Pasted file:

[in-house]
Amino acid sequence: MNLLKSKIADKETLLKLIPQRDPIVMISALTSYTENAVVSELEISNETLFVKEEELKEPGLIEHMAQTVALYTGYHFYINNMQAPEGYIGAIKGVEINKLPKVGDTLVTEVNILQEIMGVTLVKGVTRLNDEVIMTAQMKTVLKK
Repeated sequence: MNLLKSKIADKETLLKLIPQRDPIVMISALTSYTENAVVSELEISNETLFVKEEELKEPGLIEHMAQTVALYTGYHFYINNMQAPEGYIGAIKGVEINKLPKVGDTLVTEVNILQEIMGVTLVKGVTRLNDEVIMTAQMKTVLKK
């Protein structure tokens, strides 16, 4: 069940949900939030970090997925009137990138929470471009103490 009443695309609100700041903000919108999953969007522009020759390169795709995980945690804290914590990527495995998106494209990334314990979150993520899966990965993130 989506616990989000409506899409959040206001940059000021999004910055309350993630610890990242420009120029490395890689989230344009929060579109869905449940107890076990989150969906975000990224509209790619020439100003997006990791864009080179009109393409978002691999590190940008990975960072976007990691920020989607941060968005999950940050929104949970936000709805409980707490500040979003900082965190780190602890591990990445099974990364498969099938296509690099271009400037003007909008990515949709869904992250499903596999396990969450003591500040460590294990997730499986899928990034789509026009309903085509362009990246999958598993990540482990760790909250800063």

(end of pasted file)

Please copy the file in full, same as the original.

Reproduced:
[in-house]
Amino acid sequence: MNLLKSKIADKETLLKLIPQRDPIVMISALTSYTENAVVSELEISNETLFVKEEELKEPGLIEHMAQTVALYTGYHFYINNMQAPEGYIGAIKGVEINKLPKVGDTLVTEVNILQEIMGVTLVKGVTRLNDEVIMTAQMKTVLKK
Repeated sequence: MNLLKSKIADKETLLKLIPQRDPIVMISALTSYTENAVVSELEISNETLFVKEEELKEPGLIEHMAQTVALYTGYHFYINNMQAPEGYIGAIKGVEINKLPKVGDTLVTEVNILQEIMGVTLVKGVTRLNDEVIMTAQMKTVLKK
């Protein structure tokens, strides 16, 4: 069940949900939030970090997925009137990138929470471009103490 009443695309609100700041903000919108999953969007522009020759390169795709995980945690804290914590990527495995998106494209990334314990979150993520899966990965993130 989506616990989000409506899409959040206001940059000021999004910055309350993630610890990242420009120029490395890689989230344009929060579109869905449940107890076990989150969906975000990224509209790619020439100003997006990791864009080179009109393409978002691999590190940008990975960072976007990691920020989607941060968005999950940050929104949970936000709805409980707490500040979003900082965190780190602890591990990445099974990364498969099938296509690099271009400037003007909008990515949709869904992250499903596999396990969450003591500040460590294990997730499986899928990034789509026009309903085509362009990246999958598993990540482990760790909250800063």